Santorini: The Most Seductive of the Greek Isles

Story and Photography by Kim Duke-Layden

When people conjure up images of the Greek Isles, they often picture the Cyclades—the Aegean island group southeast of the Greek mainland. Like a rugged strand of pearls, the Cyclades float amidst the brilliant blue waters of the Aegean Sea. As breathtaking as a Greek goddess, crescent-shaped Santorini is arguably among the most photographed and beloved of all Greek islands. Besides world-class lodging, dining, and shopping, Santorini touts endless enticements—legendary sunsets, dozens of wineries, beaches, and plenty of adventure! When the hordes of visitors, intense temperatures, and peak-season prices subside (mid-September through October), why not make for the Mediterranean and—mamma mia!—be swept off your feet by seductive Santorini!     

It had been twenty years since I visited Greece, the place where I first fell head over Achilles’ heel in love—with Europe. This time, I returned with my husband, John, to celebrate our seventh wedding anniversary. We landed in Athens and, like many visitors to Greece, split our trip between the capital and the islands.

Both Athens and I have changed a lot over the past two decades. Although thousands of years old, Athens looked better than ever—compliments of an extreme makeover prior to the 2004 Summer Olympic Games. From the new, state-of-the-art international airport, we sped (very inexpensively) on the new Metro train towards Plaka, the heart and soul of ancient Athens. We spent two nights at the friendly and moderately priced Hotel Plaka. Both our room and the hotel’s rooftop terrace bar afforded us spectacular panoramas of the Parthenon and Acropolis. Once again, these iconic sights were as mesmerizing to me as they were when I first saw them.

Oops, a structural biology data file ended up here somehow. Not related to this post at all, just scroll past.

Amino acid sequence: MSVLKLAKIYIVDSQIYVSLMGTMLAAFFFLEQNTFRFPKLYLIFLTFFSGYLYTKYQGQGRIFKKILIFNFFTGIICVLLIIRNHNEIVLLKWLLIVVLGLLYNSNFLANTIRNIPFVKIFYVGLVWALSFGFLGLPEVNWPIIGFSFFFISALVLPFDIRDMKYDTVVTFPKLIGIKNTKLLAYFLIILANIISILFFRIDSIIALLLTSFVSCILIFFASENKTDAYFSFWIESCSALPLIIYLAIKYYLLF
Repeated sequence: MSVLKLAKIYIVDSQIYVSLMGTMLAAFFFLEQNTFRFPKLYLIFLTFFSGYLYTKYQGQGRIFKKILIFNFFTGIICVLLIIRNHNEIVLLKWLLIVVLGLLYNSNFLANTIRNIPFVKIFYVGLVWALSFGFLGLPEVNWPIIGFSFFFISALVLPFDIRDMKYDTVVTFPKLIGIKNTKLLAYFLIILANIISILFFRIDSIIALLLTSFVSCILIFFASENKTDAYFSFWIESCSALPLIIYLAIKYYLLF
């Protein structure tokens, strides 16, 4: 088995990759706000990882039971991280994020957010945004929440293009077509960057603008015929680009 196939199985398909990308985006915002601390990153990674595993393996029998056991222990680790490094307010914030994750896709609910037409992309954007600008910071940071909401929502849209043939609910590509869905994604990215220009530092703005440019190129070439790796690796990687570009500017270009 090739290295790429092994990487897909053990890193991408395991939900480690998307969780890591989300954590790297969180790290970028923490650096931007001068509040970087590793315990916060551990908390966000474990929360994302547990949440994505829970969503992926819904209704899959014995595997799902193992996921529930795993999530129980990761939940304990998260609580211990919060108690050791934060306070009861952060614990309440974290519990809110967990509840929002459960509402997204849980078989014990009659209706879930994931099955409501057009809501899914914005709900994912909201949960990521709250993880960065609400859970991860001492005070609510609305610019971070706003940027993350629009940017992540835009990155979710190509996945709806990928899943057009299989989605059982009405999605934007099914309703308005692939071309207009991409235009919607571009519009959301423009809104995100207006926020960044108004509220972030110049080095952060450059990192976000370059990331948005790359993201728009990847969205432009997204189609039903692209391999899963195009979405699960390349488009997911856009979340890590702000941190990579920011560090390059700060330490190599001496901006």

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During our whirlwind stay in Athens we explored amazing archaeological ruins and museums, shopped Plaka’s charming boutiques, listened to Greek folk music played on the bouzouki (a Greek instrument that resembles the mandolin), and discovered fabulous tavernas, including Savvas, home of the “World Famous Thanasis Kebab.” Savvas served its kebabs—or gyros (pronounced “year-ohz”)—open-faced on grilled pita with savory slices of roasted ground lamb slathered with garlicky tzatziki (a cucumber-yogurt sauce), and crowned with a roasted tomato. Unequivocally, it tasted better than any gyro that I have ever eaten! Equally delightful were Savvas’ friendly staff, low prices, and sidewalk tables on a lively, pedestrian promenade near our hotel.

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On our third day, we ate breakfast at the hotel and took advantage of their free luggage storage service. After leaving our large bags behind, we zipped back to the airport via the Metro for our 30-minute flight to Santorini on Aegean Airlines ( Although cruising to the islands by ferry, catamaran, or hydrofoil is less expensive and more scenic, for time efficiency, you can’t beat flying.

As we began our descent to Santorini’s small airport, I pressed my face against the window and peered down into the mammoth blue caldera (volcanic crater). Pictures that I had seen didn’t do it justice. The caldera was formed around 1450 B.C. when a horrific, volcanic eruption occurred and blew out the island’s center, causing it to sink to the bottom of the sea. This cataclysmic event continues to link Santorini—or Thira, as the Greeks call it—to the mythical lost continent of Atlantis. Outside the terminal we were greeted by Vazeos Car Rental ( customer representative Achillion, who looked like a modern-day Greek god. However, rather than handing over a chariot, he gave us keys to a toy-sized Matiz with a sunroof. Quicker than you could say “Opa!” off we drove.